Geta Bratescu – The Leaps of Aesop
‘Geta Brătescu. The Leaps of Aesop’ is the first New York solo presentation devoted to the 91 year-old forerunner in the field of Romanian Conceptualism. Her diverse oeuvre – comprising drawing, collage, engraving, textiles, and photography, as well as experimental film, video, and performance – mines themes of identity, gender, and dematerialization, often drawing from the stories of literary figures and addressing the symbiotic relationship between art making and working environments.
November 13, 2017 -
December 23, 2017
Aesop, the ancient Greek fabulist, serves as a point of departure for this exhibition, which features more than fifty works that span Brătescu’s career. In many ways a fitting avatar for Brătescu, Aesop manifests in the works on view as a symbol of antic irreverence, mocking authority and status...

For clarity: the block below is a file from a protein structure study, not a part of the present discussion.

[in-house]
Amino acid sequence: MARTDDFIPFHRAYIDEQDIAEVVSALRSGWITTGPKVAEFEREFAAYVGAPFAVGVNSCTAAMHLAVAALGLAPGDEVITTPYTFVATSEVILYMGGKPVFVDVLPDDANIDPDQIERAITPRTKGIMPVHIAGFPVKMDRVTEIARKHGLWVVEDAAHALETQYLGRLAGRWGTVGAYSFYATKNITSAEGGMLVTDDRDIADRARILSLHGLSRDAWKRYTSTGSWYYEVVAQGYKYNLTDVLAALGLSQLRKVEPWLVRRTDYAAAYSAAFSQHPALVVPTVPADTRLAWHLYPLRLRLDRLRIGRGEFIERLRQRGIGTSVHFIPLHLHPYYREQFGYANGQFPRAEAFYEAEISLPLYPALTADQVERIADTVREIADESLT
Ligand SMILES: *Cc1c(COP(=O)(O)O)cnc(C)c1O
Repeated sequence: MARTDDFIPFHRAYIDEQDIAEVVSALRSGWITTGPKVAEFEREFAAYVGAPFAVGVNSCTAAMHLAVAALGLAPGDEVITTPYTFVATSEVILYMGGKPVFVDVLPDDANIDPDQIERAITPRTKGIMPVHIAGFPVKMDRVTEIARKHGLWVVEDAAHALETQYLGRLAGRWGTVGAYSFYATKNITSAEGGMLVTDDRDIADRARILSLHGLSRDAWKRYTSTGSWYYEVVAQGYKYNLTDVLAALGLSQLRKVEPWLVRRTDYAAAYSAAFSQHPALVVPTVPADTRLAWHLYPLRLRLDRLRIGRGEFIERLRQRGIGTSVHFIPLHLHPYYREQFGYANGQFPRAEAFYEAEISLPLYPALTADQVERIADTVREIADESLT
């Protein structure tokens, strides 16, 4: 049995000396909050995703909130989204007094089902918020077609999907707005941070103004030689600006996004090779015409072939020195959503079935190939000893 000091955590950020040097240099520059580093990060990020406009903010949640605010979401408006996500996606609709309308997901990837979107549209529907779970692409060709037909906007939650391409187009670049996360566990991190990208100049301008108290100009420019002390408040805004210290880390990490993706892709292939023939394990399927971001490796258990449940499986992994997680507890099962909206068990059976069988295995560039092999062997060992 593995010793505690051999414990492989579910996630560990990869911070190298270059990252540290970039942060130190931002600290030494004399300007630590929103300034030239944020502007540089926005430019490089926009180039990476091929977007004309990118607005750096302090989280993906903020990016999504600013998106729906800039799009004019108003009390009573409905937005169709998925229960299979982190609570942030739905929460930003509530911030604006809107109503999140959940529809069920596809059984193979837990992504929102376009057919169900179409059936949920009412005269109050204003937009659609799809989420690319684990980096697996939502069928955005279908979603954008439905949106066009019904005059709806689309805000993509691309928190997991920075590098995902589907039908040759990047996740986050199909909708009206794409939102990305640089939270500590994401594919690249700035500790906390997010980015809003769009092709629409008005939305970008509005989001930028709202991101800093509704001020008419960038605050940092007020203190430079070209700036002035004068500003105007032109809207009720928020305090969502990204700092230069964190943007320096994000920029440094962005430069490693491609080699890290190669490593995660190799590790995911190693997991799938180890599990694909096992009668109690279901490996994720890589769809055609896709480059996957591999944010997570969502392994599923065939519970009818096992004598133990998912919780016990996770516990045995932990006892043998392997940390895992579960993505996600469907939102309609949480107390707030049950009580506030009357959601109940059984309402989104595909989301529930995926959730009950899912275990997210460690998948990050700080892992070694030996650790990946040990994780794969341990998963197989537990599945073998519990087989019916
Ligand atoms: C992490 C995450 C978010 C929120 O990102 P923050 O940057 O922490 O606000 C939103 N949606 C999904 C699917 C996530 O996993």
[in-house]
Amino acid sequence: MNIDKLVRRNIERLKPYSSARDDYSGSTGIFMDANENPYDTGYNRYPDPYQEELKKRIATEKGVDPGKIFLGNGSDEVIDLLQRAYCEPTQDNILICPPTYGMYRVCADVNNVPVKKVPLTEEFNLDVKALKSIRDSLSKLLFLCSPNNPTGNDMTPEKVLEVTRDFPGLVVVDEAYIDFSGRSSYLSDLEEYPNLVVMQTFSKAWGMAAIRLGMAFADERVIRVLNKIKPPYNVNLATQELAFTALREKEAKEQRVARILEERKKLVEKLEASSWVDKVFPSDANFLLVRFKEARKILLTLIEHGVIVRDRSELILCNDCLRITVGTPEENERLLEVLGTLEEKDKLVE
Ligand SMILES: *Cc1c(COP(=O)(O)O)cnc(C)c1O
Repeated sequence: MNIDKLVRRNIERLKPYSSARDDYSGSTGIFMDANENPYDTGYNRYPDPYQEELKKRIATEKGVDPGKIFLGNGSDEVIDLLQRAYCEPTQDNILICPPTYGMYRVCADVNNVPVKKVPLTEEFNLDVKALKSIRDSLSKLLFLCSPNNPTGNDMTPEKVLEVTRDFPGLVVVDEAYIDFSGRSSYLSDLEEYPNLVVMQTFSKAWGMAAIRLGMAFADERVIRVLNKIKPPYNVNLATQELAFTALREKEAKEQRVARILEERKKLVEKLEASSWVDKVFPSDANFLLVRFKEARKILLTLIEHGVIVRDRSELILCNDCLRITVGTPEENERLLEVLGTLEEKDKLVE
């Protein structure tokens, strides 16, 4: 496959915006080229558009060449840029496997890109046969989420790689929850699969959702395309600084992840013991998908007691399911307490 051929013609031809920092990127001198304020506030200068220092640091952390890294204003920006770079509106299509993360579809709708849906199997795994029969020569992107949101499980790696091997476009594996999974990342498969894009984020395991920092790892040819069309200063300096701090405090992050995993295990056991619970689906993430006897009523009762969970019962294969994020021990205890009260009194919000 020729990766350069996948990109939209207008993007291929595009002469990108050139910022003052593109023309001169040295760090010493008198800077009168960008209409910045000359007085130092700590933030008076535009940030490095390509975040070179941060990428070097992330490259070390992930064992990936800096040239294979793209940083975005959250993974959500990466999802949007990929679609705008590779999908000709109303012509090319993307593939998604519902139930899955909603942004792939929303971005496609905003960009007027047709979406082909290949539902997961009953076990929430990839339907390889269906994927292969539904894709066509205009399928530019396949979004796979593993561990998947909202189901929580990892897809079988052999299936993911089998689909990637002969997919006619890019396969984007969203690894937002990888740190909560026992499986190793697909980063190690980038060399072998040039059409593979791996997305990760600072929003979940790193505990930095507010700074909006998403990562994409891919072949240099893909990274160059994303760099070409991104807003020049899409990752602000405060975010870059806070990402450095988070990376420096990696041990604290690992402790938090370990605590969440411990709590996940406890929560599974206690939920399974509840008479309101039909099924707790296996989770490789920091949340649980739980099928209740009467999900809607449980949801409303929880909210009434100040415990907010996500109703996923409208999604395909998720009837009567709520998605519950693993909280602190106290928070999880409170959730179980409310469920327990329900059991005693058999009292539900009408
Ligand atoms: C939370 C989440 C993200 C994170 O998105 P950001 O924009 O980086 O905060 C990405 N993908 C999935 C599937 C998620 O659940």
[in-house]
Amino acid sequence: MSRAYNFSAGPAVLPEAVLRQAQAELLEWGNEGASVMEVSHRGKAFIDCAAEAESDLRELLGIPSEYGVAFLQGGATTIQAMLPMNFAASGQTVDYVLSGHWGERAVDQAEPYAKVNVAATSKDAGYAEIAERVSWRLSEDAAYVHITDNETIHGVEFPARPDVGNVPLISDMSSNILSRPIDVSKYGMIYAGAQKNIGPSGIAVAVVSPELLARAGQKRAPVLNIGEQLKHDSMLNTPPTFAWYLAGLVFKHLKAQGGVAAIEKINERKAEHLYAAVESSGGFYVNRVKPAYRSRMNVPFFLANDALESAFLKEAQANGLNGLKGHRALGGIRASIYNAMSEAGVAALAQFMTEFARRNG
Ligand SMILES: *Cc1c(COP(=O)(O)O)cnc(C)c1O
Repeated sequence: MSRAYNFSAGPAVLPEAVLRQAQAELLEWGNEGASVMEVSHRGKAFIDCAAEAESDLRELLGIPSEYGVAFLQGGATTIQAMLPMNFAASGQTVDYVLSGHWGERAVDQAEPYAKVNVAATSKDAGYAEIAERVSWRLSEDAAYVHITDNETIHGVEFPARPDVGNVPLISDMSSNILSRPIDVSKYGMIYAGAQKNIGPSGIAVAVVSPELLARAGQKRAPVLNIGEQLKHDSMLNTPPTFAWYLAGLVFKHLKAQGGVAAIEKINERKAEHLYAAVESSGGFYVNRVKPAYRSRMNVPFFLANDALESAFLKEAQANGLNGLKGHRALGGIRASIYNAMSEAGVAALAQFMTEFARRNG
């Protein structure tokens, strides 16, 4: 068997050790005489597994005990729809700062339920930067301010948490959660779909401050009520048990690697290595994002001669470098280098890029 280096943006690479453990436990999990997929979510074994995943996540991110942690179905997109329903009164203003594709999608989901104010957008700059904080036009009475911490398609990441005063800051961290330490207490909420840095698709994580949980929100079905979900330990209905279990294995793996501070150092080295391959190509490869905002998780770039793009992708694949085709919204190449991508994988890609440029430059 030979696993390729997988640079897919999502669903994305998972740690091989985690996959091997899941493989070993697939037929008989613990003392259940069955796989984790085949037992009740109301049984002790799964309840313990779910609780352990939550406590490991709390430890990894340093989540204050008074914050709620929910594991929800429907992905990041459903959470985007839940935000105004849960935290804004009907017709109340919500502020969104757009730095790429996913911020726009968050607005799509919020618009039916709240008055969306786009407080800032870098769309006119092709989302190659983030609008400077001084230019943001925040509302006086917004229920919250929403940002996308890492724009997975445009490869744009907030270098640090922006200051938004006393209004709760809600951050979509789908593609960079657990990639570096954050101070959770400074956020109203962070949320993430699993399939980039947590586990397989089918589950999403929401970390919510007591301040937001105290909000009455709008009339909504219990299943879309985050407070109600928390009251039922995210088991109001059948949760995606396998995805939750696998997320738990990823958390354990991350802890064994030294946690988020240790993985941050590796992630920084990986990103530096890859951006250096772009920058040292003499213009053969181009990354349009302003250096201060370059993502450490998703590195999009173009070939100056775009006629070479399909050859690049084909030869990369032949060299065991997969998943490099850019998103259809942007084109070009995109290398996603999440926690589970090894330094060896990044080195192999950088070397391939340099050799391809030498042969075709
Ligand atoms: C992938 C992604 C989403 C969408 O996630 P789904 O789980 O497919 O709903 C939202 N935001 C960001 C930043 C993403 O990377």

Aesop, the ancient Greek fabulist, serves as a point of departure for this exhibition, which features more than fifty works that span Brătescu’s career. In many ways a fitting avatar for Brătescu, Aesop manifests in the works on view as a symbol of antic irreverence, mocking authority and status. A spirited believer in the role of the artist as that of a disruptor, Brătescu has championed ideas of play and disorder throughout her vibrant practice, remarking, ‘there is much economy and at the same time rebellion in the creation of expression.’ On view through 23 December 2017, ‘Geta Brătescu. The Leaps of Aesop’ is conceived in collaboration with Magda Radu, curator and art historian based in Bucharest, Romania. She curated ‘Apparitions,’ Brătescu’s exhibition for the Romanian Pavilion at La Biennale di Venezia 2017. Special thanks to Marian Ivan and Diana Ursan of Ivan Gallery for their support and contribution to this exhibition. ‘Geta Brătescu. The Leaps of Aesop’ will travel to Hauser & Wirth Los Angeles, where it will be on view from 17 February through 1 April 2018. Magda Radu on ‘Geta Brătescu. The Leaps of Aesop’ The exhibition ‘The Leaps of Aesop’ tracks the many implications generated by Aesop, the writer of the ancient fables, who, in Geta Brătescu’s system of thinking, becomes a playful and mischievous character and can be regarded as a metaphor for the condition of the artist. Right after the fall of the Communist regime in Romania, Geta Brătescu declared Aesop a symbol of ‘everything that stood against totalitarianism.’ But Aesop, like Medea, is a sign encompassing so many overlapping meanings that his literary embodiment is transcended and endlessly modulated in the artist’s practice. Aesop is, above all, an agent of freedom, the entity responsible for sparking the creative process in the studio. His leaps are so many movements of the mind, while his undisciplined nature channels the creative energy in countless directions. Aesop is a catalyst of ideas, rejecting the barriers between genres. His characteristic irreverence constitutes the ferment that pushes the artist to experiment in a plethora of forms of expression: drawing, collage, object, printing techniques, experimental film, performance, and animation. Regarding his literary personality, Aesop is a relative of Păcală (‘Joker’ or ‘Trickster’), a character from Romanian folktales, who could be read in a subversive key as a parable of the way the weak and marginal confront the powerful by means of humor, courage, and cunning. This thread extends to another vernacular hero of Middle Eastern popular culture, Nasreddin Hodja, a follower of Aesop, carrying the latter’s ‘last breath,’ whose tales are rendered by Geta Brătescu in whimsical visual narratives. The same spirit precipitates the conjuring of characters like Charlot or Eugène Ionesco disguised as a clown; both are referenced in her writings, adding to the rich genealogy of jesters and fools telling uncomfortable truths to power. The artist is, after all, ‘tragicomic in her Chaplinesque destiny,’ a figure that can switch and accumulate identities, a theatrical creature playfully fashioning her many personae. Sometimes the studio itself becomes a theater stage and the objects within turn into characters that acquire parts in invented scenarios. Extending the idea of playfulness, Brătescu is fascinated by the disruptive potential of magnets, as illustrated in her landmark piece, ‘Magnets in the City’ (1974), a photomontage with an accompanying text describing the ways in which magnets of various sizes, placed outside and within the city limits, unleash their hazardous energies, generating chaos while simultaneously reminding people of their own volition and power to act. In the same vein, the final segment of film, ‘The Studio,’ stages a Dada-like revolt, in which the artist employs various surrounding objects in a madcap, ritualized performance. A more somber extrapolation of the state of febrile agitation may be linked to the concept of disorder, made explicit in another significant work, ‘Anti-Faust,’ an installation of almost formless drawings, developed as an antithesis to the conceptual and technical rigor of the Faust series, turning the visual interpretation of a literary masterpiece into an uncanny meditation on the self. Finally, the dimension of play and unbound formal inventiveness drives Brătescu’s recent Game of Forms series: each sheet of paper is like a field of competing energies, a theatrical or dance stage, where the profusion of shapes cut out with scissors enact condensed and abstracted versions of the Aesopian plays. A displacement of the narrative towards sheer seriality and process also appears in her Drawings with the Eyes Closed series, which often emphasize the tension between the outside world and the inner flux of the mind that exteriorizes itself through drawing. The artist once declared that she starts these drawings ‘in/with a completely negative attitude towards expression.’ But this continuum does not go on uninterrupted, unhampered by the intrusion of memory, of some ‘mental motif,’ and she is well aware of that: ‘To draw with the eyes closed means on the one hand to invite chance, and on the other, to challenge it. It is precisely this double relation to the haphazard that reinforces the playful nature of this experience.’ Geta Brătescu incorporates in her ‘automatic’ drawings the emergence of forms, as the hand strives to record what gradually comes to mind, in a movement that cannot and will not let go of its creative impetus. This process is not devoid of its moments of impasse. Her video, ‘Cocktail Automatic’ (1993), captures the anxiety of the artistic process, marked by lapses, pointless repetitions, and failed attempts at beginning something.